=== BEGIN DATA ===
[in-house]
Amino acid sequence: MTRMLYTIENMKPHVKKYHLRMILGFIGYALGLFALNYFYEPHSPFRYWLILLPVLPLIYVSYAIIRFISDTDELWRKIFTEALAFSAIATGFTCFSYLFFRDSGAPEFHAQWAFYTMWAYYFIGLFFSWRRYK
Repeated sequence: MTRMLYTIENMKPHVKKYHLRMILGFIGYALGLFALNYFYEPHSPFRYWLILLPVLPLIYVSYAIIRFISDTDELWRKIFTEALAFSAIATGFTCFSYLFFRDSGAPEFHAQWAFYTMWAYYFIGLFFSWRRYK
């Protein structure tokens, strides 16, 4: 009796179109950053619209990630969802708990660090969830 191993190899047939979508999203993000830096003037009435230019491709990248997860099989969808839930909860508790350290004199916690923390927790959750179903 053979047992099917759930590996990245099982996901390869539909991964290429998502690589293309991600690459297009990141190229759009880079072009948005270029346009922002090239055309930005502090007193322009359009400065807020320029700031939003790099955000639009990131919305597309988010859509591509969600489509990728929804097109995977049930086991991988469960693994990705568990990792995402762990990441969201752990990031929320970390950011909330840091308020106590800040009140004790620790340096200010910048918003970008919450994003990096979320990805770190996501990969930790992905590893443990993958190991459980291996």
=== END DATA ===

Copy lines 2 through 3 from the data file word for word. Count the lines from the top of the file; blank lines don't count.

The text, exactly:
Amino acid sequence: MTRMLYTIENMKPHVKKYHLRMILGFIGYALGLFALNYFYEPHSPFRYWLILLPVLPLIYVSYAIIRFISDTDELWRKIFTEALAFSAIATGFTCFSYLFFRDSGAPEFHAQWAFYTMWAYYFIGLFFSWRRYK
Repeated sequence: MTRMLYTIENMKPHVKKYHLRMILGFIGYALGLFALNYFYEPHSPFRYWLILLPVLPLIYVSYAIIRFISDTDELWRKIFTEALAFSAIATGFTCFSYLFFRDSGAPEFHAQWAFYTMWAYYFIGLFFSWRRYK